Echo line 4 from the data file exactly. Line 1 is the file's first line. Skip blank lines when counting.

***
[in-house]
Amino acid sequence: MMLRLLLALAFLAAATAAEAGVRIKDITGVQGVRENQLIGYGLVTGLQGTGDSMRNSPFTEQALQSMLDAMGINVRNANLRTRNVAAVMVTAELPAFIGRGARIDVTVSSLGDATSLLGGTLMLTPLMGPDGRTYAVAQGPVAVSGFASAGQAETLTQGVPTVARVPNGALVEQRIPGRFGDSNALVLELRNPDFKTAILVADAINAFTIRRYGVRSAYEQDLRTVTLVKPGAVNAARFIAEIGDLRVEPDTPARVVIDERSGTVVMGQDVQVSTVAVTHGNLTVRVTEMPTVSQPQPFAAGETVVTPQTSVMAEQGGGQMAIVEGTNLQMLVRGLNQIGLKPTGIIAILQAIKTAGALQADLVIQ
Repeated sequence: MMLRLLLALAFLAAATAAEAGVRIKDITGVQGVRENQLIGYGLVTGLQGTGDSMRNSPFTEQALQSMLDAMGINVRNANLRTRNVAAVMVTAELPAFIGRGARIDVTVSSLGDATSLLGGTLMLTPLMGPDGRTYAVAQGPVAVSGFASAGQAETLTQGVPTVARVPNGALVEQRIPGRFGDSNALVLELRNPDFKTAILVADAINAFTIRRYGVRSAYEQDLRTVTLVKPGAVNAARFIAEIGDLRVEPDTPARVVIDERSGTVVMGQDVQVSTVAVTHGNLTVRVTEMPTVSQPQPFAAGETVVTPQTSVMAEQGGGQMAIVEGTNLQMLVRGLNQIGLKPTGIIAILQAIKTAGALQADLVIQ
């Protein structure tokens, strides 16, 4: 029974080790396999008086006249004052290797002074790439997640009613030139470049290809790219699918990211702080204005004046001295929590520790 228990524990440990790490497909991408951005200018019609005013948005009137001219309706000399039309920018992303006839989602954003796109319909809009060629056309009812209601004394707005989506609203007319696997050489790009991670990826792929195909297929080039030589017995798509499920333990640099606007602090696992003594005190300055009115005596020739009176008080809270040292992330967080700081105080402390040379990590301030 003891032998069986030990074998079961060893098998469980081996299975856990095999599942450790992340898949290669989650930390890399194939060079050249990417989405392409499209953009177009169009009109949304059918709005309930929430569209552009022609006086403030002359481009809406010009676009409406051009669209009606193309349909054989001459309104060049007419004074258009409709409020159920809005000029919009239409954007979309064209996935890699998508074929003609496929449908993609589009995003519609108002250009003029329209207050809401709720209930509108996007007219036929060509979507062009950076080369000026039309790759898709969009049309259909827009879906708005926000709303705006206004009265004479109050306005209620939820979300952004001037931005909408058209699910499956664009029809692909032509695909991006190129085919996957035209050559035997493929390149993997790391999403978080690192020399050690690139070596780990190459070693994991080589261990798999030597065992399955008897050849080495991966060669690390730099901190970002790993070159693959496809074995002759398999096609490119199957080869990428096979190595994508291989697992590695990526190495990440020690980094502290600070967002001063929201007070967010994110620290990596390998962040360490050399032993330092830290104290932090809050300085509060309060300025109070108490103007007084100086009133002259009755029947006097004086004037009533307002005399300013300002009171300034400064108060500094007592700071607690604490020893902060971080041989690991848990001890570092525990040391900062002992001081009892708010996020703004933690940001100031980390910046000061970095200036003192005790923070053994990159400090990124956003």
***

């Protein structure tokens, strides 16, 4: 029974080790396999008086006249004052290797002074790439997640009613030139470049290809790219699918990211702080204005004046001295929590520790 228990524990440990790490497909991408951005200018019609005013948005009137001219309706000399039309920018992303006839989602954003796109319909809009060629056309009812209601004394707005989506609203007319696997050489790009991670990826792929195909297929080039030589017995798509499920333990640099606007602090696992003594005190300055009115005596020739009176008080809270040292992330967080700081105080402390040379990590301030 003891032998069986030990074998079961060893098998469980081996299975856990095999599942450790992340898949290669989650930390890399194939060079050249990417989405392409499209953009177009169009009109949304059918709005309930929430569209552009022609006086403030002359481009809406010009676009409406051009669209009606193309349909054989001459309104060049007419004074258009409709409020159920809005000029919009239409954007979309064209996935890699998508074929003609496929449908993609589009995003519609108002250009003029329209207050809401709720209930509108996007007219036929060509979507062009950076080369000026039309790759898709969009049309259909827009879906708005926000709303705006206004009265004479109050306005209620939820979300952004001037931005909408058209699910499956664009029809692909032509695909991006190129085919996957035209050559035997493929390149993997790391999403978080690192020399050690690139070596780990190459070693994991080589261990798999030597065992399955008897050849080495991966060669690390730099901190970002790993070159693959496809074995002759398999096609490119199957080869990428096979190595994508291989697992590695990526190495990440020690980094502290600070967002001063929201007070967010994110620290990596390998962040360490050399032993330092830290104290932090809050300085509060309060300025109070108490103007007084100086009133002259009755029947006097004086004037009533307002005399300013300002009171300034400064108060500094007592700071607690604490020893902060971080041989690991848990001890570092525990040391900062002992001081009892708010996020703004933690940001100031980390910046000061970095200036003192005790923070053994990159400090990124956003």